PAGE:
Property and Exemptions in a Chapter 7 Bankruptcy

There is a common misconception regarding Chapter 7 Bankruptcy, that prospective filers fear they will end up losing everything when they file. This fear stems from people hearing that Chapter 7 requires people to give up all of their property to the bankruptcy court in exchange for all of their debt being wiped out.  This fear is simply not true.

In a Chapter 7 bankruptcy, it is true that when you file, all of your assets and property, ranging from your home, a car, jewelry, and your furniture, become a part of what is called the “bankruptcy estate”.  It is also true that the bankruptcy estate is “owned” by the bankruptcy trustee who is assigned to the case. However,  just because your property and assets are included in the bankruptcy estate does not mean you are automatically going to lose everything.  This is because each state has a set of “exemptions” that allow Chapter 7 bankruptcy debtors to keep up to a certain amount of assets; these dollar amounts apply to the property value and “exempt” them from being a part of the bankruptcy estate.  Generally speaking, if certain property is exempt or qualifies for an exemption, it means you get to keep the property.  Each state has different dollar amounts that apply to different types of property so an experienced bankruptcy attorney would be able to assist you with allotted amounts for each category of property you might own.

Placing a value on your property can become complicated, and some people may wonder how they are going to be able to place a value on everything they own. For some things, like a car, it is very simple to find the value; simply refer to Kelly Blue Book or NADA, and the price of your car, accounting for age and condition, is readily available to you. However, things like your family heirlooms, or your outdated computer, might be harder to place values on.  The Bankruptcy Code requires that debtors value their assets and property at “replacement value”; this means what could you reasonably get for that particular item on the open market today.  Many times, people get caught up in what they paid for the item when they bought it and forget to account for age and wear and tear.  A good place to start when attempting to place a value on your property is to think about how much you could reasonably get for it on a secondary market (like a garage sale or websites like Craigslist or EBay).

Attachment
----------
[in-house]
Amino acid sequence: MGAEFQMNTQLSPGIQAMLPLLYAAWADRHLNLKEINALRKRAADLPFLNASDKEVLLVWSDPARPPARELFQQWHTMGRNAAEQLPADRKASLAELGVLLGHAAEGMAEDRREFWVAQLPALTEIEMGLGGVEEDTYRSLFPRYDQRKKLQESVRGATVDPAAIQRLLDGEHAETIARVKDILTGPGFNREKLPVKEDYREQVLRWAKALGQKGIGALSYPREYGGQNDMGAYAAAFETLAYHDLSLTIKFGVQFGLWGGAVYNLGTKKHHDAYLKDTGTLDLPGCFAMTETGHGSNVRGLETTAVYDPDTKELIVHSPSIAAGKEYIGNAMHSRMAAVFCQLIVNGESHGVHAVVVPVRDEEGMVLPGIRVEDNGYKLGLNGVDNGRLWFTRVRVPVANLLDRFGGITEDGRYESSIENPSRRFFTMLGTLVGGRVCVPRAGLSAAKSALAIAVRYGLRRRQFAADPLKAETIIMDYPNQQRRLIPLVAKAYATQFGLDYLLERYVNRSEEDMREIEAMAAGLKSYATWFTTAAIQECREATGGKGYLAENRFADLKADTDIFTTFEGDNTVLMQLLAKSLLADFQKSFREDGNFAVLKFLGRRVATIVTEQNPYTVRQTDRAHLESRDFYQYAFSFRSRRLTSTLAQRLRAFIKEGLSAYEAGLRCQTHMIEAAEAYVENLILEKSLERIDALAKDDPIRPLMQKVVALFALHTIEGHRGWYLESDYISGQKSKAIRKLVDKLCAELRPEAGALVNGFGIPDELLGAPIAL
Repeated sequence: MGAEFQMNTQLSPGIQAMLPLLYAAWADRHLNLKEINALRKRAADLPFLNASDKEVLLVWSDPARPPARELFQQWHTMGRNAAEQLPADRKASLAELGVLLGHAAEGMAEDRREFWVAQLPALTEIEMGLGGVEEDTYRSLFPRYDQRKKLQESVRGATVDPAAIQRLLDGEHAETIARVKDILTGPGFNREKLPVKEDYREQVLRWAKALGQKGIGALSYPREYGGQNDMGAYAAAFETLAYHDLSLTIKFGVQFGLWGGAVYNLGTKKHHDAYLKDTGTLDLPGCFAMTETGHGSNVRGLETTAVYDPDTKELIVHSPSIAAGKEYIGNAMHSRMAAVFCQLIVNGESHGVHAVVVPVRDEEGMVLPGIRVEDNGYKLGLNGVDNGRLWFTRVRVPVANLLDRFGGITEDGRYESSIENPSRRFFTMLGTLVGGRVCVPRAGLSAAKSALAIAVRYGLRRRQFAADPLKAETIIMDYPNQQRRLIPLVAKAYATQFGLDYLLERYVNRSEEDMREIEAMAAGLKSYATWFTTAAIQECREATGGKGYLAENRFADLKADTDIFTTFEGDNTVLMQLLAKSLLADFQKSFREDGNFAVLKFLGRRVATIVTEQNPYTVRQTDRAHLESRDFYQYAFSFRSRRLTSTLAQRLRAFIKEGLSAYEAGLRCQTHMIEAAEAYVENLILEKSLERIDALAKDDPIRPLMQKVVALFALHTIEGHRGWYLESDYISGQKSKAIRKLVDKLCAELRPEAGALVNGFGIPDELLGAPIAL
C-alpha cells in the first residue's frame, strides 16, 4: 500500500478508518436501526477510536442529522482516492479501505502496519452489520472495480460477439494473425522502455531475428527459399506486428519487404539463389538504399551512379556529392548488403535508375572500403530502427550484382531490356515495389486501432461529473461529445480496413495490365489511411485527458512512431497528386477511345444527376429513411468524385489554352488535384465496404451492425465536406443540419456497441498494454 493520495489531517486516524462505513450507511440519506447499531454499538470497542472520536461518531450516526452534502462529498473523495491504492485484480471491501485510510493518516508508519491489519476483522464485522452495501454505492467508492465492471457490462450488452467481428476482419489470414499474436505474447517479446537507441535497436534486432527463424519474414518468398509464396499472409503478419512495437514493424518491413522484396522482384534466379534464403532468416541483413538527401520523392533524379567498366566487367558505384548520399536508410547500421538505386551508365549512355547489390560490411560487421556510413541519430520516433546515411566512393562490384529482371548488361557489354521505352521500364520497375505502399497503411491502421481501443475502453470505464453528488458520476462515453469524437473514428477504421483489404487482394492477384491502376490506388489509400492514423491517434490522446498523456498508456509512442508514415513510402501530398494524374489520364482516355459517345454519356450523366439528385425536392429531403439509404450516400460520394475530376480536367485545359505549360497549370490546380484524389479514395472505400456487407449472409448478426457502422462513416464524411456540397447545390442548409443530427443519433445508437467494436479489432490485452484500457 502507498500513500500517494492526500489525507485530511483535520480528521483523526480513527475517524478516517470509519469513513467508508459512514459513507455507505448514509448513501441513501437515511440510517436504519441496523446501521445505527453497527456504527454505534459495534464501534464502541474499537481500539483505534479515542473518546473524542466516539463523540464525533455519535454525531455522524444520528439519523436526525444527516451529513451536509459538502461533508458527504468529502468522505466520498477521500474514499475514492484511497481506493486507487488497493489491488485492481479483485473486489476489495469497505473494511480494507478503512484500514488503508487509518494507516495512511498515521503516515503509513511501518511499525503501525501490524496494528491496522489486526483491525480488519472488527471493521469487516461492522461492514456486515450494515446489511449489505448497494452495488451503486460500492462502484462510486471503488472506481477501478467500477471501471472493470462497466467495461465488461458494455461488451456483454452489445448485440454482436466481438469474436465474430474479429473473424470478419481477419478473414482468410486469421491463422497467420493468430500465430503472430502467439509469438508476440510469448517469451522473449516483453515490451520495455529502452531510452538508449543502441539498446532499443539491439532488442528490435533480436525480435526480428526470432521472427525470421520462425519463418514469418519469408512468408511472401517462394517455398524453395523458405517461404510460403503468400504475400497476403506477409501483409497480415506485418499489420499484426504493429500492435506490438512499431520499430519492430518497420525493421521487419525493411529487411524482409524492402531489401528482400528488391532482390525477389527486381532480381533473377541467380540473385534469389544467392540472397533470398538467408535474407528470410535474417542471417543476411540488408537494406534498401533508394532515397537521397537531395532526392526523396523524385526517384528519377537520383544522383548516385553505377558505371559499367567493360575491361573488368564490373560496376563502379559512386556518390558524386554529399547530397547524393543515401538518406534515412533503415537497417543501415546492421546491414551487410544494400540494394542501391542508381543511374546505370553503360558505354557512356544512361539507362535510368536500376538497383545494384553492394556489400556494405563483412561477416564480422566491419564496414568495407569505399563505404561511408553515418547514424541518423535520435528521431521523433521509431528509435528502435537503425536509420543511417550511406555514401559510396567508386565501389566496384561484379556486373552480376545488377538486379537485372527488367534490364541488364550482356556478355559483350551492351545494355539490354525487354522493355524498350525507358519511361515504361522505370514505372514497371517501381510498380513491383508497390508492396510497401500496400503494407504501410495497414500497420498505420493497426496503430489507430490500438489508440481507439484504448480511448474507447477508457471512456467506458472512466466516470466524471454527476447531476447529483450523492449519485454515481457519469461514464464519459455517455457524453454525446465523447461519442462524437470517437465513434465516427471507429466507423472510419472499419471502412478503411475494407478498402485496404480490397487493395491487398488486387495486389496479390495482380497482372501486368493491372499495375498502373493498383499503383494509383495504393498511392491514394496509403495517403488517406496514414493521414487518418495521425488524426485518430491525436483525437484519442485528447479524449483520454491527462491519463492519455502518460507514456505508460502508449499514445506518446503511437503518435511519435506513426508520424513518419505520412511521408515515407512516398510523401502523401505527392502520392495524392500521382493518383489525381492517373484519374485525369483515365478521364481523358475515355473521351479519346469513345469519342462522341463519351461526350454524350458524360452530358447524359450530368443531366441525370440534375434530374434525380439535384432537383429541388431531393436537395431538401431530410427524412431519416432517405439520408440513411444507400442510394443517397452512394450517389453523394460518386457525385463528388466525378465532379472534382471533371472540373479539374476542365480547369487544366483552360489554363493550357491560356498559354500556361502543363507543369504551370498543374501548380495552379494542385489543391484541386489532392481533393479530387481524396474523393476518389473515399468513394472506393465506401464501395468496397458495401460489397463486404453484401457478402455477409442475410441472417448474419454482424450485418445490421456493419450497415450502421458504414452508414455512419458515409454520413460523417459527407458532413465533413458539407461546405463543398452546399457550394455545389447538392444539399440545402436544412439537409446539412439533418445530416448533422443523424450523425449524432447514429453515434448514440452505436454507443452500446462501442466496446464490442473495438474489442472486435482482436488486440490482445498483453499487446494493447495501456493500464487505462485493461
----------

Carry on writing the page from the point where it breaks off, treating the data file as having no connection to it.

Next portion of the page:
You, as the debtor, are responsible for placing values on your property when filing for bankruptcy.  In doing this, the bankruptcy court expects you to place these values in good faith.  This means that you placed reasonable values on your property, and put in a fair amount of research into finding out the market value of your property.  Although it is tempting to underestimate the value of property like your wedding rings, knowingly providing false information when filing for bankruptcy is perjury, which is a federal crime.  It is typically better, when in doubt, to overestimate, rather than underestimate the value of your property.

If you have additional questions, please contact a St. Louis Bankruptcy attorney today!

This entry was posted in Bankruptcy General, Chapter 7 Bankruptcy, Exemptions, Protected Assets. Bookmark the permalink.

Comments are closed.